“Part-time kids can help out in the summer with it, but now it’s gotten out of hand. Instead of picking the crap up monthly or even weekly it’s several times a week,” she said.

Feeling guilty, although I had no reason to, I started picking up the tiny arrows. Although made of thick plastic, the glittering arrows kept slipping from my fingers and back into the brickwork. And my back started hurting after only a moment.  

“What are you doing?” she asked.  

“Trying to help, I think,” I said.  

She shook her head and held out the litter bucket to me.  “Don’t bother. It would take you three hours to pick up this mess, another ninety minutes for the other one. Just take your pictures.”  

I brushed my hand over the bucket and the arrows fluttered into it.  

“I did some rough math. I’d say I come across this twenty times a month, give or take.  Twenty is pretty conservative, but I’ll use it. If I averaged two hours every time, and that’s also pretty conservative, that’s forty hours a month spent on picking this crap up. That’s a person’s workweek,” she said.  

She turned, holding the litter bucket at her side and walked across the brickwork to the lake’s parking lot. I followed her. Although I wanted to snap pictures of the picturesque lake, which was cool and blue and inviting on the muggy summer day, I didn’t.  She had asked that I keep the article, and park, generic.

I could see where our destination even before we left the parking lot. White plastic petals, each the size of a half-dollar, covered about fifty square feet of the picnic area by the parking lot. Although the pieces were larger and easier to pick up, the sheer number of them made the task daunting.

“Can you use the pick sticks with these bigger ones?” I asked.

“Nope,” she said. “Too thin. They’d just keep slipping out.”

She got to one knee and started tossing the petals in. “I’m picking these up mostly because you’re here. I decided long ago that I can’t spend the time cleaning these up. I had to make a blanket decision otherwise it would sort of drive me nuts. But we don’t have the time for it because we don’t have the funds.  But it bugs the hell out of me, not picking it up,” she said.

“Oh crap, sorry. Take your picture,” she said. “Sorry. Cleaned up a bunch.” 

I took my picture.

Parks organization, in almost every setting, doesn’t work like most business organizations. Basically there’s an upside-down flow chart. In the parks, crap rolls uphill, not downhill, and the good park managers end up saving the worst jobs for themselves. It’s just part of the job.

Case in point, watching Jane pick up litter was like watching a skilled carpenter.  She picked the petals up with quick, expert fingers, grabbing one, rolling it into her palms, grabbing another and then when she had a small stuck tucked into her hand, tossing it into the litter bucket. Something to see.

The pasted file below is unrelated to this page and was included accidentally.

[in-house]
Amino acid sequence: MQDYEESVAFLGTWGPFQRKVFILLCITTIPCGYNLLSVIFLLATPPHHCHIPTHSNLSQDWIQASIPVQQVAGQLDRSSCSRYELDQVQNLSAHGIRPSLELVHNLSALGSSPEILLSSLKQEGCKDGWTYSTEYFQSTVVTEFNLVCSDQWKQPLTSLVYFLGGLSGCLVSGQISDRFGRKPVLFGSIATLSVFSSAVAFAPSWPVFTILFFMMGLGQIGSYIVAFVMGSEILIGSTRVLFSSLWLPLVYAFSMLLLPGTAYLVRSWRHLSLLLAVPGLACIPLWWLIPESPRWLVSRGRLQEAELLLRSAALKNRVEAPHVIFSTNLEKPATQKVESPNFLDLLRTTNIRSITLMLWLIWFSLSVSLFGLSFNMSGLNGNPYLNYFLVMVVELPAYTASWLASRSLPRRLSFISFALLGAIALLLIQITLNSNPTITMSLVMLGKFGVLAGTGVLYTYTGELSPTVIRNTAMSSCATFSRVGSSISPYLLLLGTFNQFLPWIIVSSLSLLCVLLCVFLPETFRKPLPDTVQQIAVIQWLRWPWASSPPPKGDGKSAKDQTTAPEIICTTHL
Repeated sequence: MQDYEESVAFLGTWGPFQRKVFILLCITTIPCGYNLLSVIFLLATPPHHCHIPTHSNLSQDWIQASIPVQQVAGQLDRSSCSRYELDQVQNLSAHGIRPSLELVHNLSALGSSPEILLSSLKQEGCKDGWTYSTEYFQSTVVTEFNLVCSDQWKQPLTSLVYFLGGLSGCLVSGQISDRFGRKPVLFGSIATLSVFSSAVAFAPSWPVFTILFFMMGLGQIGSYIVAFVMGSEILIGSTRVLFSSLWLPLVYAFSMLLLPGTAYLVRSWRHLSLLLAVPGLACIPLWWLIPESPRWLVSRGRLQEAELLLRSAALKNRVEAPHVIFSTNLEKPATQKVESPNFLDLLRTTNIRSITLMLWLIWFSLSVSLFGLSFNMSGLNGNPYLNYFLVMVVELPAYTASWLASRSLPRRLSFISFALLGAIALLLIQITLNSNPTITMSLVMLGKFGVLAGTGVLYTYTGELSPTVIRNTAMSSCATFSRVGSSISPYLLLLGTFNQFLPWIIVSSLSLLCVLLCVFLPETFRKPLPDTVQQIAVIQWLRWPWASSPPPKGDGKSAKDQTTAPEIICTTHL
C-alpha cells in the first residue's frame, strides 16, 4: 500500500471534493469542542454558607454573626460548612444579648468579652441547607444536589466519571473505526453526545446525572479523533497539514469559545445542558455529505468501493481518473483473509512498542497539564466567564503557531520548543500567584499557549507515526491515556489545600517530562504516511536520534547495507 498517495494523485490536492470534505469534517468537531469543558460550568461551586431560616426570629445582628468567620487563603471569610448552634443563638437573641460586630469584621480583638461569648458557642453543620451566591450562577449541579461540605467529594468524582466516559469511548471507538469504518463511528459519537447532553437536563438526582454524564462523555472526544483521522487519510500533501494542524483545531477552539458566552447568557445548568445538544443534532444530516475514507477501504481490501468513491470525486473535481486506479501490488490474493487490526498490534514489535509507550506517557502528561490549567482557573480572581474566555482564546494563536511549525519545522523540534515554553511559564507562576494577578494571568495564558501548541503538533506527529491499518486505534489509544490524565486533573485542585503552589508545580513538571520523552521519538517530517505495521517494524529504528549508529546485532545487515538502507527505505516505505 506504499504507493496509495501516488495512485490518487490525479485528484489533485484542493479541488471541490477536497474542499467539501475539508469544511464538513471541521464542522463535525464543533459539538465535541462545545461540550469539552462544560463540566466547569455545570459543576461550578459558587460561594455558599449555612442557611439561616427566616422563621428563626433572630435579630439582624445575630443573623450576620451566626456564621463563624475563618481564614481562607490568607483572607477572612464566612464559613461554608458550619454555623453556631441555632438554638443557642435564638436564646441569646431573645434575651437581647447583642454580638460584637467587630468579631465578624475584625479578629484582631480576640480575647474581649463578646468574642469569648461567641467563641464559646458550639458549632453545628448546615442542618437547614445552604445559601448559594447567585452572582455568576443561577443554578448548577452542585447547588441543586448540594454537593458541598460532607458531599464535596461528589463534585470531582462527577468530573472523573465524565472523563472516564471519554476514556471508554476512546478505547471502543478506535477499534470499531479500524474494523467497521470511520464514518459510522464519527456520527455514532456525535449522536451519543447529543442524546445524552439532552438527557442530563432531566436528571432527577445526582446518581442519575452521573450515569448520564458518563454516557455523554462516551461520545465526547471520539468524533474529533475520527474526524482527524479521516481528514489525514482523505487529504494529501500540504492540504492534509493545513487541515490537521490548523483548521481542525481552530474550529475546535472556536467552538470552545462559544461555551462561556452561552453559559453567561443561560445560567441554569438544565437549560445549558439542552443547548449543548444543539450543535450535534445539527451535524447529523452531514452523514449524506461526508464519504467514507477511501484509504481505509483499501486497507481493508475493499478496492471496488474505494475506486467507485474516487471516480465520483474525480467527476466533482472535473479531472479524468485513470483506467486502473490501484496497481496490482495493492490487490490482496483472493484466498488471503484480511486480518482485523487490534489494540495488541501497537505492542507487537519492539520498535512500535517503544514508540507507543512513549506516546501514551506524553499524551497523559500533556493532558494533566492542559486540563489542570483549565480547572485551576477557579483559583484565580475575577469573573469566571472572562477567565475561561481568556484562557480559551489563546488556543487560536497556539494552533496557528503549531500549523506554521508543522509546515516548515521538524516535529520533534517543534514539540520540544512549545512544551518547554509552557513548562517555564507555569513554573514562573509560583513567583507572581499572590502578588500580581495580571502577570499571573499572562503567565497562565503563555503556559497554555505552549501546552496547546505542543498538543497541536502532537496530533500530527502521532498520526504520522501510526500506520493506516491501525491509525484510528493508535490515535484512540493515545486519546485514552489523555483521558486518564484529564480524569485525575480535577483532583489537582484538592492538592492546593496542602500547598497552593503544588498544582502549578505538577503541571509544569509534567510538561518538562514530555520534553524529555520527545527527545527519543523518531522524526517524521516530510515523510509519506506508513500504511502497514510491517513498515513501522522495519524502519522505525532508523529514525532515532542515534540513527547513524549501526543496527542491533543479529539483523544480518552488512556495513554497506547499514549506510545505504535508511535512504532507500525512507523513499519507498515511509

“I mean it’s not killing the plants or animals. At least I don’t think so. I’m sure some birds choke on them, but I haven’t seen it. I have seen them work their way into nests though. But it gets into the dirt though and piles up. Take a rake and drag through this grass, you’ll lift up a half-dozen kinds of photo confetti,” she said. “I found one the other day, must have been a graduation picture. From 2015.” She cursed again.  

I stood watching her, not sure if I should help or stand there. Instead, I thought of a question to ask.  

“What do you want people to do? Call to action and all that.”

At that moment, she let loose a string of curses so colorful that George Carlin might have blushed.  Jane wasn’t just pissed, she was livid. She slapped her leg and stood up, leaving the majority of the petals there.  

“Every time I catch myself picking it up and then I have to stop. Picking up crap is automatic. But I want people to see it,” she said.  She stood back up, slapping her hands on her jeans and walked back to the Gator.

“Did you get your photos?” she asked.  

“I did.”

She stopped and whirled on me. “But not of me, right? Or the park? I don’t want to hear about this. And I know a couple supers check out your site,” she said. “They’ll figure out it was me, of course, but it won’t be on record.”

“Plausible deniability,” I said. “One hundred percent.”

“Good deal,” she said.  

I started to ask my question again, but she cut me off.  

“I know. But I don’t know. How about f—–g STOP. That’s what I want,” She shrugged. “Probably won’t happen. It’s not the fault of the people, I don’t think. Not the families or newlyweds or couples. Or the kids getting graduation photos,” she said.  “I hate that blame game s–t, but I guess if I dragged you out here, I need to aim my finger at someone.”

She tossed the litter bucket in the back of the Gator and slouched into the driver’s seat, hands draped over the steering wheel. “The photographers,” she said. “They know better. They buy the confetti, and I am sure there’s biodegradable options out there. If not, there should be. Either use that or don’t use anything. Or pick it up.”  She chuckled at that thought.

“One I saw brought out a piece of canvas, like a drop cloth,” Jane said. “Laid it down and tossed it on that. That’s okay. But I’ve only seen one use it. The rest…” She mimed tossing confetti into the air. “Out of sight, out of mind. Think of a nice way to say that. That’s all I’ve got for you.”  

“It’s plenty,” I said and when I looked down to tuck my notebook away, I heard the Gator start up and then whine away, shooting over the brick paths and back towards the barn.  

Now it was my turn to cuss.  It was almost a half-mile to the barn and my car. In ninety degree weather. I started walking.

Five minutes later, she came back on the Gator, smiling sheepishly.